The rear camera on A8 is of 16MP packing a f/1.9 aperture sensor, which is exactly similar to what we saw in the Samsung Galaxy S6. It is very unusual of any big mobile brands to offer the same camera module on their mid-range smartphone that was used on their flagship device. It is possibly the best thing done by Samsung on the A8.
The captures from rear camera comes out to be very amazing, as we were amazed at S6 captures, there is no other possible explanation needed on why the camera on Galaxy A8 is excellent. Though, continuing with talk about the camera for those who haven’t read our Samsung Galaxy S6 Review or the Specific Camera Review of the same.
Moving to the saturation levels on the captures, the A8 camera shows the excellent results and lit up the pictures with colors. Note that at sometimes the images came out to be white washed, again it all depends upon your abilities to take photograph too. So, if you want to be aware of some photography skills using Smartphone, then we have some smartphone photography guides for you.
Talking about the low light capabilities of the rear camera, there is no way you’ll find a better camera than this in terms of the low light captures. Even though, there are plenty of devices in the same price range now that offers more megapixel count than A8’s camera, such as Meizu MX5. But it’s not all about the megapixel count when it comes to the low light captures; the f-number helps a lot in capturing the maximum light reflected from the object. And that is quite good on A8. It can only be beaten by LG G4‘s camera, which is again a flagship device when compared with this mid-range smartphone.
The camera app experience is quite good on A8, and if you’re familiar with Samsung Galaxy devices, then it would be a piece of cake for you to understand your way into the improved app. When you hold the device in landscape mode, on the right side you’ll find shutter button at center, alongside is the video and mode icons, those buttons are to start the video recording and change capture modes into HDR, Pro, Night, etc. There are two more buttons; once allows you to access the gallery while the second is to switch between rear and front cameras.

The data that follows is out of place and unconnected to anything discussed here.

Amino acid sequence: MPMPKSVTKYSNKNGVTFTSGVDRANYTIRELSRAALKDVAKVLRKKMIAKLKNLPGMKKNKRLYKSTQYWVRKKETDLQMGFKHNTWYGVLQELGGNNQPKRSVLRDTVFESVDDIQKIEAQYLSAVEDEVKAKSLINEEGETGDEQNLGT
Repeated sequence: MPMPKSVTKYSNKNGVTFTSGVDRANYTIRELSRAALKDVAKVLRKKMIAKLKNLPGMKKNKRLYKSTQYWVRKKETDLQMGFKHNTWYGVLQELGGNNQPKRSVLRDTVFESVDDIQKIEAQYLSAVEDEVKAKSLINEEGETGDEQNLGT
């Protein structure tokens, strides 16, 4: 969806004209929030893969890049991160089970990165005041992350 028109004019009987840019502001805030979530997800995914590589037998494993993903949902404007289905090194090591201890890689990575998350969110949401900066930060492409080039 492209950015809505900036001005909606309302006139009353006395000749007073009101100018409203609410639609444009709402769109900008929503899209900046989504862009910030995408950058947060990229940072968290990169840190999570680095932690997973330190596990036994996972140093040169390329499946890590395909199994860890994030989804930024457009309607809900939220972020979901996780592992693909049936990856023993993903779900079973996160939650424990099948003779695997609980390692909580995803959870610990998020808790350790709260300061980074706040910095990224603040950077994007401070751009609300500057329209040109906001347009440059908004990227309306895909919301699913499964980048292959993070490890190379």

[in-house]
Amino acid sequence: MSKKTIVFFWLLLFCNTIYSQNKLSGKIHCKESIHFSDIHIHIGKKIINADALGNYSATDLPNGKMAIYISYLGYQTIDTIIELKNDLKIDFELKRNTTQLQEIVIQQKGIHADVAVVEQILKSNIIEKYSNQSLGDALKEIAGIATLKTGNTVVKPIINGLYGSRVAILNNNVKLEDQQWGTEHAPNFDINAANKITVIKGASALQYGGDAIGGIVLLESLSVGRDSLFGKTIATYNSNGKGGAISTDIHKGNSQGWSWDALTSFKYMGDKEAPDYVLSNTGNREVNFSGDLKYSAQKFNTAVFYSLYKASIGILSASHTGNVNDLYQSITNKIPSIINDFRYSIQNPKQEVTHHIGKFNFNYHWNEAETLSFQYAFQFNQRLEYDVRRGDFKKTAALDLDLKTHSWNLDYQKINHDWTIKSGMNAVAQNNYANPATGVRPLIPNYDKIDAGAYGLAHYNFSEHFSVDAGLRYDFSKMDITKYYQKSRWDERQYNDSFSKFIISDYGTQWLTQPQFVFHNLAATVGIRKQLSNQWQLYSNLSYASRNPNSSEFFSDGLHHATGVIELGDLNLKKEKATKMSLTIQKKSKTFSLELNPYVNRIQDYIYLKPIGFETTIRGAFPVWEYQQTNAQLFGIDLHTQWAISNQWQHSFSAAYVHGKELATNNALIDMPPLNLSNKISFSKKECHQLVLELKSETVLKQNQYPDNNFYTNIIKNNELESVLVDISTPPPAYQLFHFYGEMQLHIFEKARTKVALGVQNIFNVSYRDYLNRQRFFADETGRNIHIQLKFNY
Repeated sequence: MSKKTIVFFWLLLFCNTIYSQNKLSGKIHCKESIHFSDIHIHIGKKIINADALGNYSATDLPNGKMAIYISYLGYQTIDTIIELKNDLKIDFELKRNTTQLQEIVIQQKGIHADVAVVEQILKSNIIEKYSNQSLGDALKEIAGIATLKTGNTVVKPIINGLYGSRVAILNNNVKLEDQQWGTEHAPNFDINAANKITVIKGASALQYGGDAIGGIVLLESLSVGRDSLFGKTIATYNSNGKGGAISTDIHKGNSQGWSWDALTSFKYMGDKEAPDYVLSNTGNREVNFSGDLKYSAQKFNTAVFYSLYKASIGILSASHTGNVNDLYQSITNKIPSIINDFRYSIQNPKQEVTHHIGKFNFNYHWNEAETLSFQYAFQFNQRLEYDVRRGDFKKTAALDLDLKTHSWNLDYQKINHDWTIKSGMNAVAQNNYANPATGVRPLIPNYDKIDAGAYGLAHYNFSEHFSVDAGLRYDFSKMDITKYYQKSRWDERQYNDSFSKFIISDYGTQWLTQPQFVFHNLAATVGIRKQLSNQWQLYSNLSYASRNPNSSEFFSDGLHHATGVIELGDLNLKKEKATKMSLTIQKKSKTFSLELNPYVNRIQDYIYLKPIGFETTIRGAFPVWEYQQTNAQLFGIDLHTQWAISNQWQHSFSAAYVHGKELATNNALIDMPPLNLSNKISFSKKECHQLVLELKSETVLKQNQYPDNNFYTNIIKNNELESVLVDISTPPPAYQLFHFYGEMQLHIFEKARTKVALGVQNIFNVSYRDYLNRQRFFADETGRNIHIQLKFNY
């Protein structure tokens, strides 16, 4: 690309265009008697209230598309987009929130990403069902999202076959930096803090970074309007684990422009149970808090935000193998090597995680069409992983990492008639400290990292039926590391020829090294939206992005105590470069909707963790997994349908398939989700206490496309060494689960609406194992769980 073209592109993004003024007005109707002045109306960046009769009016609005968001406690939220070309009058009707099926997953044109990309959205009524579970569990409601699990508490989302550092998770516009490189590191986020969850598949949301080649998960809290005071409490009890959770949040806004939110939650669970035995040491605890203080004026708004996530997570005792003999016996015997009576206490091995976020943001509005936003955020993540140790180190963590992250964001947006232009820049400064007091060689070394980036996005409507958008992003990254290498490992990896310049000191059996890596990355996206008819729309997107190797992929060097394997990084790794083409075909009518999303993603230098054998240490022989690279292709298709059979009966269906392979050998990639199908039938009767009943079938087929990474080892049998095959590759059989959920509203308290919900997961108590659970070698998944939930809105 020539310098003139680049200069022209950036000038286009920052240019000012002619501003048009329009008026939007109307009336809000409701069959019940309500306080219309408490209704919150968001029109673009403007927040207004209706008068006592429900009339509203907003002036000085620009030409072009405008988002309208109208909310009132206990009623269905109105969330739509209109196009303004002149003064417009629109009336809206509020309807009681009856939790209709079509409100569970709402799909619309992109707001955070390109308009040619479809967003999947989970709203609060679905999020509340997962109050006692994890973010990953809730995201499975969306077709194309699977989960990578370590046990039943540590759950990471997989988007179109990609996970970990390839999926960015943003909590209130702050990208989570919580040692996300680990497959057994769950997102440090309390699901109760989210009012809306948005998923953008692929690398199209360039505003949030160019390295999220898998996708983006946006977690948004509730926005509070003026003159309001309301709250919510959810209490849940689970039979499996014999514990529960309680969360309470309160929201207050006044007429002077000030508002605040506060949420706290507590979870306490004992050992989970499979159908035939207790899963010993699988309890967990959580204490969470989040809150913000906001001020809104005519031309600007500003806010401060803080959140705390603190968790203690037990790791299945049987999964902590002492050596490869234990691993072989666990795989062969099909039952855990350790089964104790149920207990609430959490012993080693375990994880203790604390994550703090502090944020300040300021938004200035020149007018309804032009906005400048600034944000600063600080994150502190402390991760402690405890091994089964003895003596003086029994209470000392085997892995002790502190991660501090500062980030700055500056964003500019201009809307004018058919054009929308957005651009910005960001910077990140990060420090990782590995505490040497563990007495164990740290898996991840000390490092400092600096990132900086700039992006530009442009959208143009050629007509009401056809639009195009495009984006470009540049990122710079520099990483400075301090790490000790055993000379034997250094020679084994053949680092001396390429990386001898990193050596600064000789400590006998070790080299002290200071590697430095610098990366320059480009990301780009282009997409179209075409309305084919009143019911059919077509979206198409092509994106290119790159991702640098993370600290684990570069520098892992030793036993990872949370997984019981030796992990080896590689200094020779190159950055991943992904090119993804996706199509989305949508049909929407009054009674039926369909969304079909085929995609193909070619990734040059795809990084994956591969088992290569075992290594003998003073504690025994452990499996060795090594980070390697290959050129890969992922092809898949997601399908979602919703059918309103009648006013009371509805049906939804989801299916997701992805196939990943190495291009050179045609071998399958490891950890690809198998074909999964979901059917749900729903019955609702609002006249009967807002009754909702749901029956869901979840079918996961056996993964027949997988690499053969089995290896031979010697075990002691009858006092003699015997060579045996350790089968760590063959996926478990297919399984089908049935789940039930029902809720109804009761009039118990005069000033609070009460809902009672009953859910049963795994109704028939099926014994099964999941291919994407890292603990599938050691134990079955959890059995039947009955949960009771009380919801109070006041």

The HDR mode with Rich color tone is pretty much the best mode out of all, but only if you have a good judgment of when to use such mode. Otherwise, the Auto mode is a perfect selection to capture great photos.
I was skeptical about whether or not the Camera app would load fast, but apparently I was surprised to the fact it is a mid-range smartphone. And there’s no way that it would take less than a second to use that Double tap home button functionality to launch the Camera app. Its performance was similar to what we saw in S6. So, there’s that; you get a flagship performer on a mid-ranger.
The Front facing camera on Galaxy A8 is easily one of the best we have tried on any Android smartphone. In the recently tested devices, the OnePlus 2, and Meizu MX5, there is no competition to the Galaxy A8 selfie captures. There is a beautify feature for selfie lovers, which basically does your virtual makeup, and it’s quite useful at times. But I would recommend avoid using it so that you get natural captures, as photos look washed with high beauty levels. Overall, the cameras on the Galaxy A8 are marvelous package and are ready for you to do some amazing stuff.
The 3050 mAh capacity battery is something we were appreciative of, as the large screen size and SD615 combo would need more capacity to last for the day. And to our experience of using the device, it was quite good compared to the flagship devices of the company.
The one thing that we didn’t like about the battery is that there was a considerable drop in battery juice during the standby time of the device. I kept it in idle position for at least 7 hours, and the battery went from 22% to 16% over the period, a drop of 6%. Though, it’s not an alarming thing to say about the battery life on A8, but there should be better management of battery on Android smartphones. Nonetheless, it was not a pain to handle the battery juice on A8, not like S6 at least.